In Summary
  • The High Court last Thursday dismissed a suit by SportPesa and Pambazuka national lottery, seeking to stop implementation of a 35 per cent tax on all gambling revenues.
  • SportPesa reckons that the higher tax rate is in breach of Article 201 of the Constitution, which demands the public finance system promotes an equitable society where the tax burden shall be shared fairly.

SportPesa has issued a notice to appeal against a High Court judgment that failed to overturn the imposition of a higher tax rate on gambling, with the betting firm citing unfair tax burden.

The High Court last Thursday dismissed a suit by SportPesa and Pambazuka national lottery, seeking to stop implementation of a 35 per cent tax on all gambling revenues.

In the notice, the firm wants to overturn the ruling by Justice John Mativo, who argued there was no evidence to show the higher tax is punitive and that it was imposed as a deterrent to gambling.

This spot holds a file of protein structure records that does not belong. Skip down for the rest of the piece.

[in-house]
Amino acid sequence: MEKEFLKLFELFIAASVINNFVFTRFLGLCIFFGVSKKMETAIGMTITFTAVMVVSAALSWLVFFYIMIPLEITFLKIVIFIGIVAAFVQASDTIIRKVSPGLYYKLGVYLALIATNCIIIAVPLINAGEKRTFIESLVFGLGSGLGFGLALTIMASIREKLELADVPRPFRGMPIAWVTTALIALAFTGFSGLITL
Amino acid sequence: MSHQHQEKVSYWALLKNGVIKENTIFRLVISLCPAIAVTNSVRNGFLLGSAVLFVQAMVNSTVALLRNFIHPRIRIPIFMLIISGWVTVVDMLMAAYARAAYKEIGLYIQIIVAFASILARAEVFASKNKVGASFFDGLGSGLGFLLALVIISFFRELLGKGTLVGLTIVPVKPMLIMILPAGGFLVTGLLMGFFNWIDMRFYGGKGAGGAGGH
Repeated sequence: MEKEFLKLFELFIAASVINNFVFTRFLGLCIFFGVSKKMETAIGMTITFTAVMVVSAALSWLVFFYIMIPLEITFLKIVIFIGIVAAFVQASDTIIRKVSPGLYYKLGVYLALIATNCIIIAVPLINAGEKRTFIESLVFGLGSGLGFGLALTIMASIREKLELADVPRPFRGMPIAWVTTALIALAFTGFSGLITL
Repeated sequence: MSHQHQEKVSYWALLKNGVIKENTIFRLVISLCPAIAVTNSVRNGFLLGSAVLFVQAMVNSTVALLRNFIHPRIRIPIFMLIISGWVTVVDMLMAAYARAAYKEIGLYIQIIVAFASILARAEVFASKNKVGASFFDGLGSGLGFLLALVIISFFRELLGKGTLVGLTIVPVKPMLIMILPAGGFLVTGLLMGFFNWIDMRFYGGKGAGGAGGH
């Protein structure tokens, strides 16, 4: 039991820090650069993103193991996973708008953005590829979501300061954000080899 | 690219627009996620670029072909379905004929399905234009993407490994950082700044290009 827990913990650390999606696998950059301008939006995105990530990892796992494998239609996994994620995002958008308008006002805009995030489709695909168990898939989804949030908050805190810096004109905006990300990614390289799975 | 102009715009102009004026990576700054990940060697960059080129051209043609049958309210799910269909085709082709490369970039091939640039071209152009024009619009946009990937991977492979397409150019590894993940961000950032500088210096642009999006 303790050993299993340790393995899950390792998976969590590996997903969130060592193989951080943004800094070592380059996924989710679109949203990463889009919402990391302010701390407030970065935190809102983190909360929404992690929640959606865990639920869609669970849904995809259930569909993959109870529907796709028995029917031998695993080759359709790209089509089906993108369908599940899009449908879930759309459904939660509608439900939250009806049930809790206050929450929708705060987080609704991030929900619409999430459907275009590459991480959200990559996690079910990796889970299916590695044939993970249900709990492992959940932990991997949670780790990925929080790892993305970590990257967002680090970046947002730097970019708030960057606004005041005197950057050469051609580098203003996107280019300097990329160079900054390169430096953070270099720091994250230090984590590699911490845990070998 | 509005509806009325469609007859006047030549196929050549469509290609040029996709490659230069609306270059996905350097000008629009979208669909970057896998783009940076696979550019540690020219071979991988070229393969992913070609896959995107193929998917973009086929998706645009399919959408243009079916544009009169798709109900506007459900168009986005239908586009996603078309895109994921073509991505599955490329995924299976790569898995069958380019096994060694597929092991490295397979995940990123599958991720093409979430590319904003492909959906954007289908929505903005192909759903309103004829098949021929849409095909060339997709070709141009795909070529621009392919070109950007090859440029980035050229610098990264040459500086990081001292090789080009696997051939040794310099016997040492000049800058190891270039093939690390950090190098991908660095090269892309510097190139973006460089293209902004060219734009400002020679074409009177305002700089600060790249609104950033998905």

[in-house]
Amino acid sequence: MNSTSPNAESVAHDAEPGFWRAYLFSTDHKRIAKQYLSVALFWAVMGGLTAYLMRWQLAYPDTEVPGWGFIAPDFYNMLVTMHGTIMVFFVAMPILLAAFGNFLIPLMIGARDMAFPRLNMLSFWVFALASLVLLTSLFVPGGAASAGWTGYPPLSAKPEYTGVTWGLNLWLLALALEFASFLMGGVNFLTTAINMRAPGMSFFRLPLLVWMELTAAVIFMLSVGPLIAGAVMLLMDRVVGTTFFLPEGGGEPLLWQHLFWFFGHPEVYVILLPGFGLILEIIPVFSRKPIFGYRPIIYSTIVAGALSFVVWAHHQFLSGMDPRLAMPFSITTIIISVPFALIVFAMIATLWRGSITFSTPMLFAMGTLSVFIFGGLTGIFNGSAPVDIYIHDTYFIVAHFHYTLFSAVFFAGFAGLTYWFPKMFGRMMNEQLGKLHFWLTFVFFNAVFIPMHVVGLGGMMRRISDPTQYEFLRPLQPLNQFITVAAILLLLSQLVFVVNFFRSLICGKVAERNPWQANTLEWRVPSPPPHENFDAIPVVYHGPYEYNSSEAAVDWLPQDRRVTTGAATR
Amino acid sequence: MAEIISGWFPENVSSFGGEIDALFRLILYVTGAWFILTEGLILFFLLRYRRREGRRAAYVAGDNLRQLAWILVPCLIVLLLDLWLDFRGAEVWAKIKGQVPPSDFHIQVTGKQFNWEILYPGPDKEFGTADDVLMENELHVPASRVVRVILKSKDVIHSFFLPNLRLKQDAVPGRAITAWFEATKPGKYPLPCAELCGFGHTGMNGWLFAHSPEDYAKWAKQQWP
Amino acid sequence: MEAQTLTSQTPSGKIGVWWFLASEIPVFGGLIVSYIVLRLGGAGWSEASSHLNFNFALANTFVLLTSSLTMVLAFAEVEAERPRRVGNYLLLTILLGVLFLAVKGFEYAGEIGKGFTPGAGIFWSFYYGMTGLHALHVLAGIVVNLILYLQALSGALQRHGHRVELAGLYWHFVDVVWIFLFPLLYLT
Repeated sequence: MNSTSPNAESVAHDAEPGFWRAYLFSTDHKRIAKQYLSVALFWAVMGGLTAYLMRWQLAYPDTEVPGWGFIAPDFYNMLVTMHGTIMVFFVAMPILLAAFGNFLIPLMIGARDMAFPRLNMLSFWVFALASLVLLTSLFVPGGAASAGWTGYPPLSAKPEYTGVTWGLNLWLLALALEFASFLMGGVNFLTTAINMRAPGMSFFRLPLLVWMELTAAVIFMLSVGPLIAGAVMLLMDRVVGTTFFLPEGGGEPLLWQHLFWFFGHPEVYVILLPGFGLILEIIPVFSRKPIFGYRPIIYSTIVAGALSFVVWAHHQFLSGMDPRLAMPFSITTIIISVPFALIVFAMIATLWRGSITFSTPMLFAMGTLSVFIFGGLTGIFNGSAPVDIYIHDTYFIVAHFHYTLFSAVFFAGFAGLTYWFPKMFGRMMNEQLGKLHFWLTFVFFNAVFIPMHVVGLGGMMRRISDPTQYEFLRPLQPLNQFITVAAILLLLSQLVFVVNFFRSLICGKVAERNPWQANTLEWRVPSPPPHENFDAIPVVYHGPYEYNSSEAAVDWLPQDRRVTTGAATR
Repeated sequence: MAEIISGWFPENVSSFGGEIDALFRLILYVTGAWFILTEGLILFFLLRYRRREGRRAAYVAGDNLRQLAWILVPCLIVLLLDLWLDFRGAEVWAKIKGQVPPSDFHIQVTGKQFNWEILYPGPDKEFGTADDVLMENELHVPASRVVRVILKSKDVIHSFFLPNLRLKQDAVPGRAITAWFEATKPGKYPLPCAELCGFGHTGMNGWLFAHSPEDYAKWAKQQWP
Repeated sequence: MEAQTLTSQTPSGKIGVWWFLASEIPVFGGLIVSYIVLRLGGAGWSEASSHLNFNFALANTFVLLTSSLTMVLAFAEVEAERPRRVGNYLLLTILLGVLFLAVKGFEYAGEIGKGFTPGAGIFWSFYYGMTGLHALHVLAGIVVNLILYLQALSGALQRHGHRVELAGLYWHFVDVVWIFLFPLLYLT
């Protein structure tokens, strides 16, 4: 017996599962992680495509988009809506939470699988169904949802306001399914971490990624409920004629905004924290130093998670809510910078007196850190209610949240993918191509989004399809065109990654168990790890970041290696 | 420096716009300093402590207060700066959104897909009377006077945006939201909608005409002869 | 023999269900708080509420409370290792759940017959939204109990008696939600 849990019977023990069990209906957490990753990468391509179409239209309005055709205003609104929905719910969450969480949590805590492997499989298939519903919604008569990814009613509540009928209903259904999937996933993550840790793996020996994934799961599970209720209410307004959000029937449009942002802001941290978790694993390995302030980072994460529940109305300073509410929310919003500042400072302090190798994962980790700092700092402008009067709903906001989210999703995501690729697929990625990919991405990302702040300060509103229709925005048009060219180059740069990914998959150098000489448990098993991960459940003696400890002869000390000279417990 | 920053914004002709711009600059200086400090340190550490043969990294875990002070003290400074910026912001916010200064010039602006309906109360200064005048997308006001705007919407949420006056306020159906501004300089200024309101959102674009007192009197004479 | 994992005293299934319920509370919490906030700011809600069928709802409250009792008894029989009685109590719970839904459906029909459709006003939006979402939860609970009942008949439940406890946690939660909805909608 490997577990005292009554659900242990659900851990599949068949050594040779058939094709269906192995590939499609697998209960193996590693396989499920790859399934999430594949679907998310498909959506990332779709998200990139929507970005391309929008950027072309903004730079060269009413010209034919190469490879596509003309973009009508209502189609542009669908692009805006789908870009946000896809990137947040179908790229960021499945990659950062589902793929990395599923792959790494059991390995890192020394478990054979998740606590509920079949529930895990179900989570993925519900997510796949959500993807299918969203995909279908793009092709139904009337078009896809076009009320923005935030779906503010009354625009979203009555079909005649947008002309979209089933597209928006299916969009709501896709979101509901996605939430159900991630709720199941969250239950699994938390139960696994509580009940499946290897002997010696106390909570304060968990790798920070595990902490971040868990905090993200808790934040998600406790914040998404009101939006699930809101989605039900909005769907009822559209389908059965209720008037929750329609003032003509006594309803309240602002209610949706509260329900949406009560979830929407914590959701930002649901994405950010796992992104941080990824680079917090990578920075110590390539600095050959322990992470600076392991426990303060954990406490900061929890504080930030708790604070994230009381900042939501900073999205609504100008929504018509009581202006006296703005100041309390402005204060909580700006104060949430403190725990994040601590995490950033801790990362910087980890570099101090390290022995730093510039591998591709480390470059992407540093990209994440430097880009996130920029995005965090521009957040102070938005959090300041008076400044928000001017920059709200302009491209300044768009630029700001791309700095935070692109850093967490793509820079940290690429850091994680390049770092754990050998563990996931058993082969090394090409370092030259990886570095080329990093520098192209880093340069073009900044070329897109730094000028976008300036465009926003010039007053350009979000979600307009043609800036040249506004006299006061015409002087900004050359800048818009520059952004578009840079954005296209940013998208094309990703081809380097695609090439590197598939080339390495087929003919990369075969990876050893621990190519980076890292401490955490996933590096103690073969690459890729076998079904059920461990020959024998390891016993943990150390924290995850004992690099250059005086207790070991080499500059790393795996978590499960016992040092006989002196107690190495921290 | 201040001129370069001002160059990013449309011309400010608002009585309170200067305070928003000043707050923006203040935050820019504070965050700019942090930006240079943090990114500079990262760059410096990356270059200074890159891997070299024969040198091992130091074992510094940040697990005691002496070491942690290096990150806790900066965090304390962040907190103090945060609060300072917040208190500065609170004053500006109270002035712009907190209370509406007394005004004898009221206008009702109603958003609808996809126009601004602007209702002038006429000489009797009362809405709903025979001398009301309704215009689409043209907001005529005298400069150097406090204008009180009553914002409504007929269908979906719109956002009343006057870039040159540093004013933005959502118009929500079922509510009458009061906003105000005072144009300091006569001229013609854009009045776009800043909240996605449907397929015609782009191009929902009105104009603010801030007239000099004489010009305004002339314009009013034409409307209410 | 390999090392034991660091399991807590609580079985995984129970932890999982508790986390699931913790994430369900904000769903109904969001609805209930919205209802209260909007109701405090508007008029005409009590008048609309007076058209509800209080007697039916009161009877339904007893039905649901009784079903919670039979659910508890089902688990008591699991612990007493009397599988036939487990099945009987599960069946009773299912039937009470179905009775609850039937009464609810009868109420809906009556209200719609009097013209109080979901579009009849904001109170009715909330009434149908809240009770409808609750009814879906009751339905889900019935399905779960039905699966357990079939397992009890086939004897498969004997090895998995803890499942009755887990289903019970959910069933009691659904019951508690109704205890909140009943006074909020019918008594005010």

SportPesa reckons that the higher tax rate is in breach of Article 201 of the Constitution, which demands the public finance system promotes an equitable society where the tax burden shall be shared fairly.

Besides the 35 per cent tax on revenues, betting firms pay 30 per cent corporate tax and dedicate 25 per cent of their sales to social causes like sports sponsorship as a legal requirement before taking care of winnings and other operating expenses.

“This means that a further 35 per cent tax would impose an aggregate 90 per cent tax burden on betting industry players,” says SportPesa.

“This is unfair, inequitable and discriminative, thus is illegal for contravening the Constitution. For lotteries, the total deductions come to more than 100 per cent because 50 per cent is paid out as prizes and not counting costs."

Until Sunday, lotteries were taxed at five per cent of their sales, betting firms - bookmakers - at 7.5 per cent, casino gambling at 12 per cent and competitions like raffles at 15 per cent besides other taxes and levies.

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